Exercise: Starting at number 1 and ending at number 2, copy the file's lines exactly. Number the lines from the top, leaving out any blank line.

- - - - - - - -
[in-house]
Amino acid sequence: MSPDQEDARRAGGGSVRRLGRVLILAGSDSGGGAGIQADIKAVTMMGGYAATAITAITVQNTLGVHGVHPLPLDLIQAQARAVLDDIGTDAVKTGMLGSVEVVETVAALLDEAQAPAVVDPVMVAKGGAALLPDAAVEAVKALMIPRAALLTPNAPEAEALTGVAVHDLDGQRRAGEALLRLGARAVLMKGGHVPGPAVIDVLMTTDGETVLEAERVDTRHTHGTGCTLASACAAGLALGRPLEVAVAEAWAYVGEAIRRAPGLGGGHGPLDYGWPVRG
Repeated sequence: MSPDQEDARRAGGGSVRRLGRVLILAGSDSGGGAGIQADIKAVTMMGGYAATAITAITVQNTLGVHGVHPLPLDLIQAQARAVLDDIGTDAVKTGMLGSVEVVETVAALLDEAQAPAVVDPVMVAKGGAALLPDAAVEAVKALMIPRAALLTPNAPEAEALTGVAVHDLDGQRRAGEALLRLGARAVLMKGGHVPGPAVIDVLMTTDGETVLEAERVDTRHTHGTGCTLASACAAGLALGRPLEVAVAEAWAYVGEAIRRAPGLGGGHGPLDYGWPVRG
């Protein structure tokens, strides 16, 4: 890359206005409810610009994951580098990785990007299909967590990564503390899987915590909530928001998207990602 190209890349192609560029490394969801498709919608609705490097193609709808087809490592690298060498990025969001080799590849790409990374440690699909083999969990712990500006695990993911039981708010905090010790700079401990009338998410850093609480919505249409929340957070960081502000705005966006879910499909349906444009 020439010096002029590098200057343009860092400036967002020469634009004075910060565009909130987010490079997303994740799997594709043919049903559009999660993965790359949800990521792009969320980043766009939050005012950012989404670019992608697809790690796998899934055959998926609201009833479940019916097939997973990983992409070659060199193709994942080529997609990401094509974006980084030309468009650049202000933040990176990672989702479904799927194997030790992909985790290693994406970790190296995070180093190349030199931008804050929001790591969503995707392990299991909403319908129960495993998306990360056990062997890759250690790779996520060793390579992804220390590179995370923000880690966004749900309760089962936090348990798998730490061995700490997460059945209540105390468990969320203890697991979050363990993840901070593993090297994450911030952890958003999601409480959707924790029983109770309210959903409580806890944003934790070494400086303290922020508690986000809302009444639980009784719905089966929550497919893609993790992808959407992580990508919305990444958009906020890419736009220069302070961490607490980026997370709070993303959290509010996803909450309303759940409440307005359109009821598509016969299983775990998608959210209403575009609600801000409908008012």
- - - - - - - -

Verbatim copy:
[in-house]
Amino acid sequence: MSPDQEDARRAGGGSVRRLGRVLILAGSDSGGGAGIQADIKAVTMMGGYAATAITAITVQNTLGVHGVHPLPLDLIQAQARAVLDDIGTDAVKTGMLGSVEVVETVAALLDEAQAPAVVDPVMVAKGGAALLPDAAVEAVKALMIPRAALLTPNAPEAEALTGVAVHDLDGQRRAGEALLRLGARAVLMKGGHVPGPAVIDVLMTTDGETVLEAERVDTRHTHGTGCTLASACAAGLALGRPLEVAVAEAWAYVGEAIRRAPGLGGGHGPLDYGWPVRG